Nisan as first month also established a different kind of faith. Using the moon as the determinant of months makes Jews aware of its waxing and waning, a symbol to them that even as Jewish fortunes might sometimes wane, they will always return, as does the moon.
Themes of Aruch HaShulchan’s Shabbat HaGadol
These four brief summaries brings to mind themes of economics—his view of Pesach as a reminder of the lack of need for a leavening agent to secure staples in the pre-sin world of Adam and Chava, a reference he made to the robbing of the poor as the only cause of Hashem intruding forcefully into history where it’s unmerited—of holding fast to observance and to covenant, of remembering and believing in Hashem’s impact on the world, in ways we wouldn’t imagine were possible and sometimes lose faith in expecting.
It seems like a rabbi addressing a populace struggling with faith, finances, and observance, where many are drifting off (as in his hypothetical example of an elected official who would claim he could lay tefillin and keep kosher even as he functioned in non-Jewish politics), and Aruch HaShulchan is arguing that Pesach is the time to remember to stay close.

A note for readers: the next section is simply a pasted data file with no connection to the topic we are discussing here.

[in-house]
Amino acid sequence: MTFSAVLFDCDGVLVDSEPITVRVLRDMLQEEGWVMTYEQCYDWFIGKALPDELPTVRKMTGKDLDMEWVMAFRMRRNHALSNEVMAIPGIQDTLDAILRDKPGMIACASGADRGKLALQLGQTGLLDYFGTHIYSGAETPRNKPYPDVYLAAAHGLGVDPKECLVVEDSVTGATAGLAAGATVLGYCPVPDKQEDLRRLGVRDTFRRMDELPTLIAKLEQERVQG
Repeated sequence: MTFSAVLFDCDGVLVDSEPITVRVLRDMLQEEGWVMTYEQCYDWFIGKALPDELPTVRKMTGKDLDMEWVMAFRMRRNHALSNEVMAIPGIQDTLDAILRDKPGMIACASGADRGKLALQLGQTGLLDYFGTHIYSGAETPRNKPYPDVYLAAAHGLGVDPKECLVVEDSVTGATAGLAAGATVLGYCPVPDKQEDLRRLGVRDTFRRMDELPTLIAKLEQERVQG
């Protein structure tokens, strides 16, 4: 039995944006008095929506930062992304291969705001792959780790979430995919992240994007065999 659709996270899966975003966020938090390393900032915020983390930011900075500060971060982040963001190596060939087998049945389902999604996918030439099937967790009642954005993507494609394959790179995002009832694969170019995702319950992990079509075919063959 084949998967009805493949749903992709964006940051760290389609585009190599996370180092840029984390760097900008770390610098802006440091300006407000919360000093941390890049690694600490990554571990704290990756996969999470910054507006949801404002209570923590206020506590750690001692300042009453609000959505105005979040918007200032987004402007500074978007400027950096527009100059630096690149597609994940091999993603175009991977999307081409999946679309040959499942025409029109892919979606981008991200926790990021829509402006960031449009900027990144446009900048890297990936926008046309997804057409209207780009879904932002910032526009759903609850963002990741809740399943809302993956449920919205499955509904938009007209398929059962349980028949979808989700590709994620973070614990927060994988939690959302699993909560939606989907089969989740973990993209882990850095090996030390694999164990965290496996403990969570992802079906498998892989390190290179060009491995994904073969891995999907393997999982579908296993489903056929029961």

Fitting His Broader Themes
When I look back at how I summarized the first set of his sermons that we saw, that longer study of his addresses touched on these themes as well. It’s not proof of anything, but if I had to guess, I’d say that was Aruch HaShulchan’s experience of the Jewish world of his time and place: Jews struggling financially and losing their connection to observance and faith, unable to hear his message that the best way to solve their problems would be by believing more, not less, studying Torah more, not less.
I’d bet they heard him as scolding, where he in fact was trying to show them the best way to the solution to their problems, the best way back to redemption of the kind we experienced in Egypt, as quickly as possible.